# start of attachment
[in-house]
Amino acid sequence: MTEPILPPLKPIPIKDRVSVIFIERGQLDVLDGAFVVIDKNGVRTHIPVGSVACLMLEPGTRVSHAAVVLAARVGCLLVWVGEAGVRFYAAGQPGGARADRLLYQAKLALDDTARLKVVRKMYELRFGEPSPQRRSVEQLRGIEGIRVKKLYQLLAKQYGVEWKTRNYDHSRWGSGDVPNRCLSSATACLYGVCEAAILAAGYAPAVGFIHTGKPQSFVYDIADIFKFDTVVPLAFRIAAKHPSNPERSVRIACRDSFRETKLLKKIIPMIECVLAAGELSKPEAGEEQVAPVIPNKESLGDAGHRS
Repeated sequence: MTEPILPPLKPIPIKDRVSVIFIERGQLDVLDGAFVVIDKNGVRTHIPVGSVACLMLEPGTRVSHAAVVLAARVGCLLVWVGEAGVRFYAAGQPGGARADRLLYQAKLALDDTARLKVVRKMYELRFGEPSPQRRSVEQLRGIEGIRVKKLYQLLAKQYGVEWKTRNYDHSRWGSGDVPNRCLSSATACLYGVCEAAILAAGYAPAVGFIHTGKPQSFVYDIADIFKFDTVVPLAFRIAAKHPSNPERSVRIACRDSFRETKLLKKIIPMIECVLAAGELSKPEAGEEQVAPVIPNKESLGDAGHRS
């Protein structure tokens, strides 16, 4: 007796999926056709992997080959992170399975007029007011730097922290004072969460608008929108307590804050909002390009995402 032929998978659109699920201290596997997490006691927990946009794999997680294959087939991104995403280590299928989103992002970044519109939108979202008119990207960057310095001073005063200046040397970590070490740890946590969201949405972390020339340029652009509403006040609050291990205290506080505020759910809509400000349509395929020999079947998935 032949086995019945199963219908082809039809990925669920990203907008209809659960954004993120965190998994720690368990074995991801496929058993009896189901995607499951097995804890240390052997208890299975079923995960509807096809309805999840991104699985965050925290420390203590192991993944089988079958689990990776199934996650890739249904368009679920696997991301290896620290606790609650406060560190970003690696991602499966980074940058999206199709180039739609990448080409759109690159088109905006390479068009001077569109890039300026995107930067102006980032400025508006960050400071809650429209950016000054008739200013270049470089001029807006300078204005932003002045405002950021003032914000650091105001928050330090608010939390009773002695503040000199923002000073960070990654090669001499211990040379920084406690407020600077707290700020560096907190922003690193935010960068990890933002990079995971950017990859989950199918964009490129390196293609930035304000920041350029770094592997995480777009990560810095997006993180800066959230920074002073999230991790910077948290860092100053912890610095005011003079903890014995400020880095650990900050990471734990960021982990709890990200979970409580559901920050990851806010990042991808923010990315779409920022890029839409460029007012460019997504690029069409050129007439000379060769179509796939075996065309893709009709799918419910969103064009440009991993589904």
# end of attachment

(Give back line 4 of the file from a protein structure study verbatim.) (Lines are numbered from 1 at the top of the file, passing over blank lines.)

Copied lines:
């Protein structure tokens, strides 16, 4: 007796999926056709992997080959992170399975007029007011730097922290004072969460608008929108307590804050909002390009995402 032929998978659109699920201290596997997490006691927990946009794999997680294959087939991104995403280590299928989103992002970044519109939108979202008119990207960057310095001073005063200046040397970590070490740890946590969201949405972390020339340029652009509403006040609050291990205290506080505020759910809509400000349509395929020999079947998935 032949086995019945199963219908082809039809990925669920990203907008209809659960954004993120965190998994720690368990074995991801496929058993009896189901995607499951097995804890240390052997208890299975079923995960509807096809309805999840991104699985965050925290420390203590192991993944089988079958689990990776199934996650890739249904368009679920696997991301290896620290606790609650406060560190970003690696991602499966980074940058999206199709180039739609990448080409759109690159088109905006390479068009001077569109890039300026995107930067102006980032400025508006960050400071809650429209950016000054008739200013270049470089001029807006300078204005932003002045405002950021003032914000650091105001928050330090608010939390009773002695503040000199923002000073960070990654090669001499211990040379920084406690407020600077707290700020560096907190922003690193935010960068990890933002990079995971950017990859989950199918964009490129390196293609930035304000920041350029770094592997995480777009990560810095997006993180800066959230920074002073999230991790910077948290860092100053912890610095005011003079903890014995400020880095650990900050990471734990960021982990709890990200979970409580559901920050990851806010990042991808923010990315779409920022890029839409460029007012460019997504690029069409050129007439000379060769179509796939075996065309893709009709799918419910969103064009440009991993589904």